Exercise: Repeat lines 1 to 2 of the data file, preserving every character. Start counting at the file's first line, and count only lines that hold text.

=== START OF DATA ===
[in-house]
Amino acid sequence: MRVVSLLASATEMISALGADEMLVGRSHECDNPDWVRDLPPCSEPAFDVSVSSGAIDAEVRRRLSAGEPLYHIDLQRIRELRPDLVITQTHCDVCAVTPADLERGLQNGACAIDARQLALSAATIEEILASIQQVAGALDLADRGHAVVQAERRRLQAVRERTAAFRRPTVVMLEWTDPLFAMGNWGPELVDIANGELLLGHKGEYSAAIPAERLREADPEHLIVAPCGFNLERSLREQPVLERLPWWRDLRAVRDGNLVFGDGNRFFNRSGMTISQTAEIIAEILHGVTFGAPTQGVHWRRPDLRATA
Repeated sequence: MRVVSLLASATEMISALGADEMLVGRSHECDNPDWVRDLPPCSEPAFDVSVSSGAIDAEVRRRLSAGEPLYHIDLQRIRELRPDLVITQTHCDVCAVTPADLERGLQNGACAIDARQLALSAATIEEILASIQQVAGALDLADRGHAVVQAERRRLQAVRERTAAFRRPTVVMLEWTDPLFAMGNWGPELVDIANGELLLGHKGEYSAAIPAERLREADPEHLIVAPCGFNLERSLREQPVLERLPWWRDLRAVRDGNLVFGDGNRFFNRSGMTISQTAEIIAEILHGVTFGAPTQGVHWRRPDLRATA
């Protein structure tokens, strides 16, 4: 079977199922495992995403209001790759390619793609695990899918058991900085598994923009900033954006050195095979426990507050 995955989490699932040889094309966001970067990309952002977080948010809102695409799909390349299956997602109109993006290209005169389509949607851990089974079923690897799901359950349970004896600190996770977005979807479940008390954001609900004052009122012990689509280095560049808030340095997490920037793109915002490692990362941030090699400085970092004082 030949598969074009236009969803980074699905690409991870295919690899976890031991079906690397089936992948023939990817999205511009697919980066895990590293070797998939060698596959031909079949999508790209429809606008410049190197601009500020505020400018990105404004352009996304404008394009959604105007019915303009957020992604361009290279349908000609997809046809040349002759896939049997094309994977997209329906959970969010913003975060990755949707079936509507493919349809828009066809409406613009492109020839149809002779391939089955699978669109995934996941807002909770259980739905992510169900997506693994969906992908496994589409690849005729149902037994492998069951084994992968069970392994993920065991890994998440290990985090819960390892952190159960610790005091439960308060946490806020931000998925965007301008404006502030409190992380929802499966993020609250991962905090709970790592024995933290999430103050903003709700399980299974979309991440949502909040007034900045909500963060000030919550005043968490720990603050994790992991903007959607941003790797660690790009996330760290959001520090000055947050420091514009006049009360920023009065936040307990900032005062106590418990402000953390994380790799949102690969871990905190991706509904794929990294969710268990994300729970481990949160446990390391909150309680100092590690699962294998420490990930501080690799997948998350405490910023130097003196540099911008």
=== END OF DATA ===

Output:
[in-house]
Amino acid sequence: MRVVSLLASATEMISALGADEMLVGRSHECDNPDWVRDLPPCSEPAFDVSVSSGAIDAEVRRRLSAGEPLYHIDLQRIRELRPDLVITQTHCDVCAVTPADLERGLQNGACAIDARQLALSAATIEEILASIQQVAGALDLADRGHAVVQAERRRLQAVRERTAAFRRPTVVMLEWTDPLFAMGNWGPELVDIANGELLLGHKGEYSAAIPAERLREADPEHLIVAPCGFNLERSLREQPVLERLPWWRDLRAVRDGNLVFGDGNRFFNRSGMTISQTAEIIAEILHGVTFGAPTQGVHWRRPDLRATA